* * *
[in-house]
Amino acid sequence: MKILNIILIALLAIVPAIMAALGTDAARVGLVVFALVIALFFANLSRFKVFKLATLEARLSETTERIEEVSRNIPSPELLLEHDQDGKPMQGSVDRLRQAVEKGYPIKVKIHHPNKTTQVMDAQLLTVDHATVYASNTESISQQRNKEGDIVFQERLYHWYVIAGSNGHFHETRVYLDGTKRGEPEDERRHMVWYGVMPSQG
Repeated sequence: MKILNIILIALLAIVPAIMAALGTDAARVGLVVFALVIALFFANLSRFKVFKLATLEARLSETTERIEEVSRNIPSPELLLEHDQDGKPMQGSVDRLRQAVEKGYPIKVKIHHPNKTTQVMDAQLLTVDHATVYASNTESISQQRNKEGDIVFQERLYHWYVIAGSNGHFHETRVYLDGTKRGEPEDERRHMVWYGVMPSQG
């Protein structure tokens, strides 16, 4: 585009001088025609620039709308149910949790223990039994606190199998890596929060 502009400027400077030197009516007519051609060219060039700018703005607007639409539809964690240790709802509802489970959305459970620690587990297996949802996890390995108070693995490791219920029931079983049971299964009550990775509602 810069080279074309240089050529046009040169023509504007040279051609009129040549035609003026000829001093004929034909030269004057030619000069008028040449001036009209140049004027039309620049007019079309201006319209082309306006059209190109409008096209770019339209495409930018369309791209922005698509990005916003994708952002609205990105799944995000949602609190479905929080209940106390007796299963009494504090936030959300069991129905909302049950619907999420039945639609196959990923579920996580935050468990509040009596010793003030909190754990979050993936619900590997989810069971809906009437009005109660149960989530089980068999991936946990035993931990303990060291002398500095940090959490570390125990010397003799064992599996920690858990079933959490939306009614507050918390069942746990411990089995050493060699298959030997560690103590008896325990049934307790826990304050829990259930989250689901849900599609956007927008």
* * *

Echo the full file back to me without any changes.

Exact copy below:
[in-house]
Amino acid sequence: MKILNIILIALLAIVPAIMAALGTDAARVGLVVFALVIALFFANLSRFKVFKLATLEARLSETTERIEEVSRNIPSPELLLEHDQDGKPMQGSVDRLRQAVEKGYPIKVKIHHPNKTTQVMDAQLLTVDHATVYASNTESISQQRNKEGDIVFQERLYHWYVIAGSNGHFHETRVYLDGTKRGEPEDERRHMVWYGVMPSQG
Repeated sequence: MKILNIILIALLAIVPAIMAALGTDAARVGLVVFALVIALFFANLSRFKVFKLATLEARLSETTERIEEVSRNIPSPELLLEHDQDGKPMQGSVDRLRQAVEKGYPIKVKIHHPNKTTQVMDAQLLTVDHATVYASNTESISQQRNKEGDIVFQERLYHWYVIAGSNGHFHETRVYLDGTKRGEPEDERRHMVWYGVMPSQG
């Protein structure tokens, strides 16, 4: 585009001088025609620039709308149910949790223990039994606190199998890596929060 502009400027400077030197009516007519051609060219060039700018703005607007639409539809964690240790709802509802489970959305459970620690587990297996949802996890390995108070693995490791219920029931079983049971299964009550990775509602 810069080279074309240089050529046009040169023509504007040279051609009129040549035609003026000829001093004929034909030269004057030619000069008028040449001036009209140049004027039309620049007019079309201006319209082309306006059209190109409008096209770019339209495409930018369309791209922005698509990005916003994708952002609205990105799944995000949602609190479905929080209940106390007796299963009494504090936030959300069991129905909302049950619907999420039945639609196959990923579920996580935050468990509040009596010793003030909190754990979050993936619900590997989810069971809906009437009005109660149960989530089980068999991936946990035993931990303990060291002398500095940090959490570390125990010397003799064992599996920690858990079933959490939306009614507050918390069942746990411990089995050493060699298959030997560690103590008896325990049934307790826990304050829990259930989250689901849900599609956007927008």